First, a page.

In the second study, by Msemo et al,2 a similar HBB strategy was used to train 40 “master instructors” from 8 study site hospitals in Tanzania, who then delivered the program to regional instructors who in turn trained health providers in the smaller facilities within each of the 8 districts. During the 2 years after intervention, there was a 24% reduction in FSBs and a 47% reduction in early neonatal mortality, defined as death within the first 24 hours. This program was focused on the grass-roots birth attendants, many of whom practice in rural facilities, rather than on hospital-based physicians, and included strategies such as conducting refresher courses and requiring all attendants to demonstrate resuscitation skills with a manikin at the start of each shift in the delivery area, including practicing bag-and-mask ventilation.
Although both studies used the HBB program as their primary intervention, the study designs were sufficiently different to prohibit direct comparisons. Nevertheless, several conclusions appear justified. First, a reduction in FSB rates in both studies without a simultaneous increase in NMR indicates that lives were indeed saved, particularly with the observation in India that nearly 3 times as many infants received positive pressure ventilation during the post-training period. Second, the observed decrease in early neonatal mortality in the Tanzanian study, where education was focused on the traditional birth attendants rather than physicians, with repeated exposure to the intervention over a 2-year period, and where over 78 000 births were evaluated, suggests that the HBB program may well result in a substantial improvement in NMR when implemented in large populations and aimed at primary birth attendants. The Tanzanian study does not report the more conventional 28-day NMR, perhaps because of the difficulties involved with obtaining reliable follow-up in these populations, where the mothers and infants are often available to the investigators for only a few hours after birth. UNICEF has estimated that a child is “about 500 times” more likely to die in the first day after birth than at 1 month of age,8 so the “early NMR” reported in the Tanzanian study likely provides a reasonable reflection of trends in a country’s 28-day NMR and even its 1-year infant mortality rate. Third, both studies were conducted in the environment of hospitals, presumably because of the controlled environment and inability to collect reliable data in the more common birthing environment of the home or rural clinic. However, if the Tanzanian study design of focusing repeated exposure of HBB to primary birth attendants can be replicated in rural traditional birthing settings, where training is currently often nonexistent, the impact on FSB and NMR would likely be even greater than observed in these hospital-based studies.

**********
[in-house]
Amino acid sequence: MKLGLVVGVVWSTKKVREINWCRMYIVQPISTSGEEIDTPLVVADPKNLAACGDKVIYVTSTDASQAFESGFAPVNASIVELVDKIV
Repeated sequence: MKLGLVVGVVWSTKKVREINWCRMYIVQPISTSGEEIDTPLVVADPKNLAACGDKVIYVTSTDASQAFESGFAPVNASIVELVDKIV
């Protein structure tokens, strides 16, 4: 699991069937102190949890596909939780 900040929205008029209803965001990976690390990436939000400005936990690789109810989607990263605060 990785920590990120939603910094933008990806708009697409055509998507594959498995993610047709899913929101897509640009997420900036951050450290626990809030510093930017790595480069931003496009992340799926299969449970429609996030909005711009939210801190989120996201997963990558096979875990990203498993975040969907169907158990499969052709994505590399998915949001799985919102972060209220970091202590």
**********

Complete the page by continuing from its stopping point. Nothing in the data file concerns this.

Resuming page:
With the identification of a promising intervention, those in a position to provide the resources have recognized the need, including private and international organizations, such as the US Agency for International Development, Save the Children, the Laerdal Foundation, and the Eunice Kennedy Shriver National Institute of Child Health and Human Development. The United Nations Millennium Summit of 2000 had recently defined targets for success: the Millennium Development Goals.
Now that we have a tool that seems to work, the next step is to get the job done.
- Accepted October 24, 2012.
- Address correspondence to John Kattwinkel, MD, University of Virginia, Department of Pediatrics, PO Box 800386, Charlottesville, VA 22908. E-mail:
Opinions expressed in these commentaries are those of the author and not necessarily those of the American Academy of Pediatrics or its Committees.
FINANCIAL DISCLOSURE: Dr Kattwinkel received a stipend from the American Academy of Pediatrics and American Heart Association to serve as editor of the Neonatal Resuscitation Program Textbook.
FUNDING: No external funding.
- Goudar SS,
- Somannavar MS,
- Clark R,
- et al
- Msemo G,
- Massawe A,
- Mmbando D,
- et al
- ↵UNICEF. Maternal and newborn health. Available at: www.unicef.org/health/index_maternalhealth.html. Accessed October 15, 2012.
- Copyright © 2013 by the American Academy of Pediatrics